Careful attention should be paid to control of hemorrhage. In the mostseverely wounded casualties, it may be quite difficult. In the slightlywounded casualty, hemorrhage can usually be controlled by a pressure dressing;however, all areas of injury should be observed and adequate dressingsshould be applied. Too frequently several small wounds will be neglectedand an appreciable amount of blood will ooze from them. In the preoperativesection of a forward hospital, careful attention should be paid to theproper application of tourniquets. Patients may be observed who actuallyhave an increase in the amount of blood lost from a limb because of theapplication of a tourniquet. A tourniquet will control bleeding in mostcasualties who have wounds of an extremity. Sometimes a tourniquet partiallycontrols arterial bleeding, but actually increases venous oozing. It isnecessary to apply a firm, bulky pressure dressing in order to controlvenous bleeding. In casualties with laceration of a large vessel, hemostaticclamps may be applied if the vessel can be easily located.


Severely wounded soldiers experience little pain but have a great dealof fear and anxiety. It is important that the medical officer, nurse andcorpsman attempt to alleviate this fear and anxiety. The patient shouldbe made as comfortable as possible. Such a simple procedure as washinga patient's face may help considerably in contributing to his feeling ofwell-being. It may be necessary to give some patients a narcotic. For animmediate effect, it should be administered intravenously.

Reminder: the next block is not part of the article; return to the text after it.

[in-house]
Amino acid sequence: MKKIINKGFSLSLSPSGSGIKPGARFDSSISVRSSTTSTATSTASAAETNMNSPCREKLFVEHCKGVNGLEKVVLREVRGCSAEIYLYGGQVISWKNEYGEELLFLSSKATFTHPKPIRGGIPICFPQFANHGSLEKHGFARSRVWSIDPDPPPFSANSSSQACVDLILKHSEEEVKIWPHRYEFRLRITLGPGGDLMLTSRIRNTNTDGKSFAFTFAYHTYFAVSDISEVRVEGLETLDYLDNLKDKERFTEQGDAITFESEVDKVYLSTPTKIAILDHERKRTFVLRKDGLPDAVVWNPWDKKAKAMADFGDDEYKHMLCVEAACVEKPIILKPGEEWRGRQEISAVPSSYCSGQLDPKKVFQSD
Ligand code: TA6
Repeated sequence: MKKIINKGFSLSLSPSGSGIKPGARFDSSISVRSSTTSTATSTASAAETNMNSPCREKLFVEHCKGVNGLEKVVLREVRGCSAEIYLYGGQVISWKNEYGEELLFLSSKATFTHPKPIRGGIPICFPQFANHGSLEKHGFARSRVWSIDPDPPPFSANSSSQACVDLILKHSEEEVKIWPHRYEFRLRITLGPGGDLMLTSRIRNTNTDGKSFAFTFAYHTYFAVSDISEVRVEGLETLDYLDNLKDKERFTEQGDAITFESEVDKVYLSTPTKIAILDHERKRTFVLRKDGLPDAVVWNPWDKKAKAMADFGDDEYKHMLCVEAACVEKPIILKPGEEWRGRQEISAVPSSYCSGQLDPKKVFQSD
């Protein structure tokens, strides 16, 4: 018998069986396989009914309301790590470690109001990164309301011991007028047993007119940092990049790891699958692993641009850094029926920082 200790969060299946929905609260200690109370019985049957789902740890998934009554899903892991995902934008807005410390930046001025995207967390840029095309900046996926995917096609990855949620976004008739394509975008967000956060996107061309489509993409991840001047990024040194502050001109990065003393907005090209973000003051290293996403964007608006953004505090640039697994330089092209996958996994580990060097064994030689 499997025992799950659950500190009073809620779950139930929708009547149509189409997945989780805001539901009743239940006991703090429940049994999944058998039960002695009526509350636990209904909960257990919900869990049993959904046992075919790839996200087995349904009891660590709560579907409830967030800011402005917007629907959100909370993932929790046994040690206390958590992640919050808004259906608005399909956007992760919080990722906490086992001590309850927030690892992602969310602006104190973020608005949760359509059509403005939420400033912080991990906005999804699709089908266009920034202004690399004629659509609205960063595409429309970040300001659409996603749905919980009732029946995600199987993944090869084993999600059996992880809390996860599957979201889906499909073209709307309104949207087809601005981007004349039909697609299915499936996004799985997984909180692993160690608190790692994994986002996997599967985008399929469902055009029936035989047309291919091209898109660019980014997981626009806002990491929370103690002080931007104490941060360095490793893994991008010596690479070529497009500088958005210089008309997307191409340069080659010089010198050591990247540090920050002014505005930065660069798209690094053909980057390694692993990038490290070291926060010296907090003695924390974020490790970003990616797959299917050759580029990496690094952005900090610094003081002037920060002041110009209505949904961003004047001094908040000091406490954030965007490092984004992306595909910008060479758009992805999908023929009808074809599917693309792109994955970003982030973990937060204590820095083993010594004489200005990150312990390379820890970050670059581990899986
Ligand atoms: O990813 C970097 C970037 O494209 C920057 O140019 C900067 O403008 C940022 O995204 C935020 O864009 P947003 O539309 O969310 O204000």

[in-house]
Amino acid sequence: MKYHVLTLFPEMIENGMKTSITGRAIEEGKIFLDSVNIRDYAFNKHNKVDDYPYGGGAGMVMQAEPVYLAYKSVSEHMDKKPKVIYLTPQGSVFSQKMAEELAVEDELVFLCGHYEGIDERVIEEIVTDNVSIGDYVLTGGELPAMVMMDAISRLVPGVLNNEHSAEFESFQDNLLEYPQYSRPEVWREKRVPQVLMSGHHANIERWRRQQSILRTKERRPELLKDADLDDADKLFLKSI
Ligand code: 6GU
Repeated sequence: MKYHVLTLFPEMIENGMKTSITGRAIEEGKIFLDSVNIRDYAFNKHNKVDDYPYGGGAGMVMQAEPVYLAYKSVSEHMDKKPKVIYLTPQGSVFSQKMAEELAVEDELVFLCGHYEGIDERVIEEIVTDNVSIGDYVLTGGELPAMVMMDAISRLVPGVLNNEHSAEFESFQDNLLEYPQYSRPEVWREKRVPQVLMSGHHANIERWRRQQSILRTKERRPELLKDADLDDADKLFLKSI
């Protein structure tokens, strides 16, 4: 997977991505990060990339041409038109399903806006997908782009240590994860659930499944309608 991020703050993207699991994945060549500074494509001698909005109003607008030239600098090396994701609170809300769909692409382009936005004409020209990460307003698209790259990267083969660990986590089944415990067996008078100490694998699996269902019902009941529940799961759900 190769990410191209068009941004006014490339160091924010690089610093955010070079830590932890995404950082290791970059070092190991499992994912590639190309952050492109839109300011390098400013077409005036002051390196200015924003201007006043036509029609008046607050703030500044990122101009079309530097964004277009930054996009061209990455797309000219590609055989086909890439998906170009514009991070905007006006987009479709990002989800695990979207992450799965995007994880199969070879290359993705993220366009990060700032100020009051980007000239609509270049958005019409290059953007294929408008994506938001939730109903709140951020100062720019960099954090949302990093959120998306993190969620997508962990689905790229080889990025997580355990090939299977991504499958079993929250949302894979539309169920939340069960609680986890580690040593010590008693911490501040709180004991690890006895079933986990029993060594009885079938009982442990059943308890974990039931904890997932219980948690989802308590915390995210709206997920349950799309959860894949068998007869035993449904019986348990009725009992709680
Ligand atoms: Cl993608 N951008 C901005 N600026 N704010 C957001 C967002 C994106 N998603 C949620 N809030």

Prevention of Infection

American soldiers are immunized with tetanus toxoid. A booster doseof toxoid should be given as soon as a casualty is admitted to a forwardhospital. Antibiotics should be given to all wounded soldiers to preventinfection. The amount and type of antibiotic therapy may vary accordingto current practice. At the 46th Surgical Hospital, casualties were given500,000 units of penicillin and 0.5 gram of streptomycin intravenouslyas soon as they were admitted. Intravenous antibiotic therapy was continuedthroughout the early postoperative course. As soon as the injured man'scondition was stabilized, 600,000 units of crystalline penicillin and 0.5gram of streptomycin were given intramuscularly twice a day for the first5 days. Thereafter, antibiotic therapy was given only on specific indication.In abdominal injuries, some surgeons used 1 gram of terramycin intravenouslytwice a day.

Abdominal Wounds

An indwelling gastric tube should be placed in all casualties who haveabdominal injuries. An attempt should be made to empty the stomach. Thisis frequently unsuccessful because of the presence of a large amount ofundigested food in the stomach at the time of injury.